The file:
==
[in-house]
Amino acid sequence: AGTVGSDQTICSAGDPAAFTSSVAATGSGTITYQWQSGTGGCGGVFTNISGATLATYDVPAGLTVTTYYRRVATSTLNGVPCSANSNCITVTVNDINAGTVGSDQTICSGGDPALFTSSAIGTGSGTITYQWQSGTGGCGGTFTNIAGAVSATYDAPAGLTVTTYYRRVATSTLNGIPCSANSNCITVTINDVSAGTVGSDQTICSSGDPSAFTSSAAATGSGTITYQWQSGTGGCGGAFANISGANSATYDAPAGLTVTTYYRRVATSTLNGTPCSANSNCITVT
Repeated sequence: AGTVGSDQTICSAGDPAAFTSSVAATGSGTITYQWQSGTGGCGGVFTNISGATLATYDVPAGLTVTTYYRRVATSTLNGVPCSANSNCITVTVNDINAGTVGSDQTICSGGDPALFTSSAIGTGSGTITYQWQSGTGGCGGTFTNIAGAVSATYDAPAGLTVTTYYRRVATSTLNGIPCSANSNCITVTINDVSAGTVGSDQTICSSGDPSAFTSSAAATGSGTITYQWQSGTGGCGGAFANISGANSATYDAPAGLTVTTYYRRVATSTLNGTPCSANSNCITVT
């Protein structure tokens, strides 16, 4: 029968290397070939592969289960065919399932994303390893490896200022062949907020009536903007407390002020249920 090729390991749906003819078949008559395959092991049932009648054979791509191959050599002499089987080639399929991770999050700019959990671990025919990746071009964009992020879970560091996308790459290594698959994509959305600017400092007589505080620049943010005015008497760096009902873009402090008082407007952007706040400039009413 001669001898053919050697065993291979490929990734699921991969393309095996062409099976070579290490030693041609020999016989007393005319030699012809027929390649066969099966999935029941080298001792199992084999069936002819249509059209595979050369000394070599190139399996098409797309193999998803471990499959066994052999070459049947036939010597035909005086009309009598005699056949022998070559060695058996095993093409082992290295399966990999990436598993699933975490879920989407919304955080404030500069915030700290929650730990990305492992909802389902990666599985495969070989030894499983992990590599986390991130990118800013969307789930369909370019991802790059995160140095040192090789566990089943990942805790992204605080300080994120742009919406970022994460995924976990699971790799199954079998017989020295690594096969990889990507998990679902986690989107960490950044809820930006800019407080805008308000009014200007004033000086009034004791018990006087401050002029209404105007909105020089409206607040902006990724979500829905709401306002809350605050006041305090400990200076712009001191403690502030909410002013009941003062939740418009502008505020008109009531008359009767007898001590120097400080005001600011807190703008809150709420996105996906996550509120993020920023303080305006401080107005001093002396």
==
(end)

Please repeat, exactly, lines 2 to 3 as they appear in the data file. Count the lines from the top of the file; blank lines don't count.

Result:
Amino acid sequence: AGTVGSDQTICSAGDPAAFTSSVAATGSGTITYQWQSGTGGCGGVFTNISGATLATYDVPAGLTVTTYYRRVATSTLNGVPCSANSNCITVTVNDINAGTVGSDQTICSGGDPALFTSSAIGTGSGTITYQWQSGTGGCGGTFTNIAGAVSATYDAPAGLTVTTYYRRVATSTLNGIPCSANSNCITVTINDVSAGTVGSDQTICSSGDPSAFTSSAAATGSGTITYQWQSGTGGCGGAFANISGANSATYDAPAGLTVTTYYRRVATSTLNGTPCSANSNCITVT
Repeated sequence: AGTVGSDQTICSAGDPAAFTSSVAATGSGTITYQWQSGTGGCGGVFTNISGATLATYDVPAGLTVTTYYRRVATSTLNGVPCSANSNCITVTVNDINAGTVGSDQTICSGGDPALFTSSAIGTGSGTITYQWQSGTGGCGGTFTNIAGAVSATYDAPAGLTVTTYYRRVATSTLNGIPCSANSNCITVTINDVSAGTVGSDQTICSSGDPSAFTSSAAATGSGTITYQWQSGTGGCGGAFANISGANSATYDAPAGLTVTTYYRRVATSTLNGTPCSANSNCITVT